The governor of the western Afghan province of Farah has resigned, citing worsening security in the region that he blamed on political interference and corruption among security forces.
"I have resigned from my post because of the worsening security situation in Farah," Mohammad Aref Shah Jahan told reporters on January 25, citing "interference in my responsibilities from various individuals."
The province, one of the poorest in the country, is situated on the border with Iran in the far west of Afghanistan.
Farah has experienced months of fighting, with some people accusing the security forces of collusion with Taliban militants involved in cross-border smuggling and drug trafficking.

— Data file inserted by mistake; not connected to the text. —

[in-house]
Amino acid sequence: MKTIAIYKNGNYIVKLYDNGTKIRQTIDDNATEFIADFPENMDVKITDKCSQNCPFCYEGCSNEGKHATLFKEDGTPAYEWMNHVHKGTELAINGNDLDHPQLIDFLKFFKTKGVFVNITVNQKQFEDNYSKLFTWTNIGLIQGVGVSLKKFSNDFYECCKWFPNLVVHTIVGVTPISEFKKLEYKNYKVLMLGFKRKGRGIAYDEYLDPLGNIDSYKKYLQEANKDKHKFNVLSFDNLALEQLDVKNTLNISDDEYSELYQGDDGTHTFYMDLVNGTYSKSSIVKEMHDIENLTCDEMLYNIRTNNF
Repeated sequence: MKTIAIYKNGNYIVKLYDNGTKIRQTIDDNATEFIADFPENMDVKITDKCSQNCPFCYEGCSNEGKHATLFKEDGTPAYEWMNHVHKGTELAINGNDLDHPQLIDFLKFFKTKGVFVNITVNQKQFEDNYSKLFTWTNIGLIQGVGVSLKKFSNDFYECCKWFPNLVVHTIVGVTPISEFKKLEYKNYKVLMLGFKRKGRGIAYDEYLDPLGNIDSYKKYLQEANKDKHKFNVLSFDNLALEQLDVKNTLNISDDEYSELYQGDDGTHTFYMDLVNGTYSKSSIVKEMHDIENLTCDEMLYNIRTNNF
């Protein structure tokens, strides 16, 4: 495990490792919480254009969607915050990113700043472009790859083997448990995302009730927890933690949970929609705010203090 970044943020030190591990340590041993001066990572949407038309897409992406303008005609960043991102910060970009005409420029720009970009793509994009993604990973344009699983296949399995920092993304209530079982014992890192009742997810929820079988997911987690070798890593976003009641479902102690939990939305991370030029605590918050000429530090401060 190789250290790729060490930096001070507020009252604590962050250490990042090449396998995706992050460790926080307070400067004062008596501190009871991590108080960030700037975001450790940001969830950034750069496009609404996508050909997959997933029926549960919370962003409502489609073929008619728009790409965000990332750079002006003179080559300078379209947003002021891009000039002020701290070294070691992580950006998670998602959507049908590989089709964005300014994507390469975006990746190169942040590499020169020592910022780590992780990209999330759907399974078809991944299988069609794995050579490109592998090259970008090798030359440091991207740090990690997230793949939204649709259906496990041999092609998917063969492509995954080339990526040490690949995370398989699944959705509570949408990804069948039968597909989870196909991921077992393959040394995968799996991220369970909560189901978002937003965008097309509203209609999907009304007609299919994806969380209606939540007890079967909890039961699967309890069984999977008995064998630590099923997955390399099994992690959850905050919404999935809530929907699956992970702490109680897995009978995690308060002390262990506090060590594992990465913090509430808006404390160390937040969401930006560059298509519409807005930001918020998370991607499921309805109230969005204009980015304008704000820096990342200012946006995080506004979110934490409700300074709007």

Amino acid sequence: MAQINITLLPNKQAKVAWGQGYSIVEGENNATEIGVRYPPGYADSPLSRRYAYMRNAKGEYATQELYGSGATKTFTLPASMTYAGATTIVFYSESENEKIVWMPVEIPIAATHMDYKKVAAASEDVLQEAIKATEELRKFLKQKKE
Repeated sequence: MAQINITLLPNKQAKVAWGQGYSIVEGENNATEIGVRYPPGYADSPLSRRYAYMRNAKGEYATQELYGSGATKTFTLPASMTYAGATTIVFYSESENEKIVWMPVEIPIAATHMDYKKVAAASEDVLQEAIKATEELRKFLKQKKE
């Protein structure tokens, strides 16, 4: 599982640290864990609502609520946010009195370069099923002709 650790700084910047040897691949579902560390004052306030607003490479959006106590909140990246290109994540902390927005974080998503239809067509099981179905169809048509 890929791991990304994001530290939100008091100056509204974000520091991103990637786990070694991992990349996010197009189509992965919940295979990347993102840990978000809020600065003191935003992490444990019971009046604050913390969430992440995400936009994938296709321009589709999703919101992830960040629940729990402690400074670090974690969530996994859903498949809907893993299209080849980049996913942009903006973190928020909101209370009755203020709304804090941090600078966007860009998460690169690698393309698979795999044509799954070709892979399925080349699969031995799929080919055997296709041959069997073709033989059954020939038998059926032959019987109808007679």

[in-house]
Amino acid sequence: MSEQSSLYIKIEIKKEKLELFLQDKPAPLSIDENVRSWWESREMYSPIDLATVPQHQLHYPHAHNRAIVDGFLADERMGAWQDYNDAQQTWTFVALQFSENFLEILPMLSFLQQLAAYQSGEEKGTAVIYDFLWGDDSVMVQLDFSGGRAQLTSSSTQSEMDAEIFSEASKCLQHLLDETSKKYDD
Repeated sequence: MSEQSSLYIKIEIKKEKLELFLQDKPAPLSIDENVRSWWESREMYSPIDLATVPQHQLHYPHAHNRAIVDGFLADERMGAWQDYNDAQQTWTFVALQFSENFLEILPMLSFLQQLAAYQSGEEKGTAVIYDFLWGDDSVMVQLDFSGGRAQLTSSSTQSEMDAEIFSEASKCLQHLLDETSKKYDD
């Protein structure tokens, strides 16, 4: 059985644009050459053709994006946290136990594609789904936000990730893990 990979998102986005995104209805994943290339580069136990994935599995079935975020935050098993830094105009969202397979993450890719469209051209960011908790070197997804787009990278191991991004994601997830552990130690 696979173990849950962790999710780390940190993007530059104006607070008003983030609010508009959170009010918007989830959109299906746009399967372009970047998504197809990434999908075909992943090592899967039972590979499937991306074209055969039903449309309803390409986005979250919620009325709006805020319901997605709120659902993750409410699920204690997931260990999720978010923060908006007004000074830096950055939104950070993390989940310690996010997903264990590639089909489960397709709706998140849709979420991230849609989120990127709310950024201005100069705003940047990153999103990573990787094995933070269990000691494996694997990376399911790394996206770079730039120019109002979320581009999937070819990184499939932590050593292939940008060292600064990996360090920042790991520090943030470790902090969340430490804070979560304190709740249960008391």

On January 24, hundreds of people took to the streets of Farah, the provincial capital, protesting about the lack of security and calling on provincial leaders to resign. Six people were reportedly injured in the protests.
Some local officials have accused Iran of providing insurgents with funds, weapons, and explosives -- allegations that Iran denies.
"Farah has been suffering from a lot of internal issues for a long time," said Farid Bakhtawar, the head of the provincial council.
"Security forces are there but involved in corruption and selling their outposts, weapons, and fuel to the Taliban," he added.